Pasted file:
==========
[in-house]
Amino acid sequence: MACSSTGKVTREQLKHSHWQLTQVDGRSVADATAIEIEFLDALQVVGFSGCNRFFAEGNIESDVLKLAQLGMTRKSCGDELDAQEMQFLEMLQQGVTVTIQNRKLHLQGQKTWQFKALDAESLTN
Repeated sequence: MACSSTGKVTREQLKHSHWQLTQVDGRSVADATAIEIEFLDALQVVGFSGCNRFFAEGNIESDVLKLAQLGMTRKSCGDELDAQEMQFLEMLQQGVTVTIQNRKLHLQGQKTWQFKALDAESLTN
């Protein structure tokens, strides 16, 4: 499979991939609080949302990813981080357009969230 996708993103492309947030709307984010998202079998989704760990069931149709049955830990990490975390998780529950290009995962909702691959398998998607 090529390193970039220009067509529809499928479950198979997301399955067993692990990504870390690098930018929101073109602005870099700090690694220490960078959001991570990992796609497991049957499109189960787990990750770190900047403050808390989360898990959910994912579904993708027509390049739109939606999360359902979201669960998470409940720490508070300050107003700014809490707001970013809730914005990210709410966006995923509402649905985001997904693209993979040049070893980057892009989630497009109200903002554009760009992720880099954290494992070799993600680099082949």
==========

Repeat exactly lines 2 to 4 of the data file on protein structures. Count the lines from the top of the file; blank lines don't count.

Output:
Amino acid sequence: MACSSTGKVTREQLKHSHWQLTQVDGRSVADATAIEIEFLDALQVVGFSGCNRFFAEGNIESDVLKLAQLGMTRKSCGDELDAQEMQFLEMLQQGVTVTIQNRKLHLQGQKTWQFKALDAESLTN
Repeated sequence: MACSSTGKVTREQLKHSHWQLTQVDGRSVADATAIEIEFLDALQVVGFSGCNRFFAEGNIESDVLKLAQLGMTRKSCGDELDAQEMQFLEMLQQGVTVTIQNRKLHLQGQKTWQFKALDAESLTN
């Protein structure tokens, strides 16, 4: 499979991939609080949302990813981080357009969230 996708993103492309947030709307984010998202079998989704760990069931149709049955830990990490975390998780529950290009995962909702691959398998998607 090529390193970039220009067509529809499928479950198979997301399955067993692990990504870390690098930018929101073109602005870099700090690694220490960078959001991570990992796609497991049957499109189960787990990750770190900047403050808390989360898990959910994912579904993708027509390049739109939606999360359902979201669960998470409940720490508070300050107003700014809490707001970013809730914005990210709410966006995923509402649905985001997904693209993979040049070893980057892009989630497009109200903002554009760009992720880099954290494992070799993600680099082949």